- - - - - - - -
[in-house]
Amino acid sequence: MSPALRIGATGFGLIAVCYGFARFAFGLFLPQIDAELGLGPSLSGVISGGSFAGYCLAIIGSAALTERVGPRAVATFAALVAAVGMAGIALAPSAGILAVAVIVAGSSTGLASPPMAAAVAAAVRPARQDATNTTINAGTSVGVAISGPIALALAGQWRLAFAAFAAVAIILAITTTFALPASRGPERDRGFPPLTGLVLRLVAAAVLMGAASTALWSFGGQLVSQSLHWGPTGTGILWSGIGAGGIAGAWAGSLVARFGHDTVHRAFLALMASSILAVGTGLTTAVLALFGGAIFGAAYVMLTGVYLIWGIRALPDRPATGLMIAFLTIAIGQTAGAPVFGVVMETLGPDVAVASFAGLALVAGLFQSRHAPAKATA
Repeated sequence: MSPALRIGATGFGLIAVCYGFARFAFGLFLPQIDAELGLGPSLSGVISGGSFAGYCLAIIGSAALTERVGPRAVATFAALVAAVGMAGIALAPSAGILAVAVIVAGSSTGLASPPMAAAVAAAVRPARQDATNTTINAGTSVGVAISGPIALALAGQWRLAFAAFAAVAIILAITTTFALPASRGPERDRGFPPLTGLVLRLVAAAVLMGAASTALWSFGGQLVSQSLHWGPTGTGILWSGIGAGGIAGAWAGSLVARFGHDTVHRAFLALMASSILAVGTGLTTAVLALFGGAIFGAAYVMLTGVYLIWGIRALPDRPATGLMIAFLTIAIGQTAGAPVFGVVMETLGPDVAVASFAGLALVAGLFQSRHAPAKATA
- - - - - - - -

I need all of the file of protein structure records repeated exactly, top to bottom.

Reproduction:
[in-house]
Amino acid sequence: MSPALRIGATGFGLIAVCYGFARFAFGLFLPQIDAELGLGPSLSGVISGGSFAGYCLAIIGSAALTERVGPRAVATFAALVAAVGMAGIALAPSAGILAVAVIVAGSSTGLASPPMAAAVAAAVRPARQDATNTTINAGTSVGVAISGPIALALAGQWRLAFAAFAAVAIILAITTTFALPASRGPERDRGFPPLTGLVLRLVAAAVLMGAASTALWSFGGQLVSQSLHWGPTGTGILWSGIGAGGIAGAWAGSLVARFGHDTVHRAFLALMASSILAVGTGLTTAVLALFGGAIFGAAYVMLTGVYLIWGIRALPDRPATGLMIAFLTIAIGQTAGAPVFGVVMETLGPDVAVASFAGLALVAGLFQSRHAPAKATA
Repeated sequence: MSPALRIGATGFGLIAVCYGFARFAFGLFLPQIDAELGLGPSLSGVISGGSFAGYCLAIIGSAALTERVGPRAVATFAALVAAVGMAGIALAPSAGILAVAVIVAGSSTGLASPPMAAAVAAAVRPARQDATNTTINAGTSVGVAISGPIALALAGQWRLAFAAFAAVAIILAITTTFALPASRGPERDRGFPPLTGLVLRLVAAAVLMGAASTALWSFGGQLVSQSLHWGPTGTGILWSGIGAGGIAGAWAGSLVARFGHDTVHRAFLALMASSILAVGTGLTTAVLALFGGAIFGAAYVMLTGVYLIWGIRALPDRPATGLMIAFLTIAIGQTAGAPVFGVVMETLGPDVAVASFAGLALVAGLFQSRHAPAKATA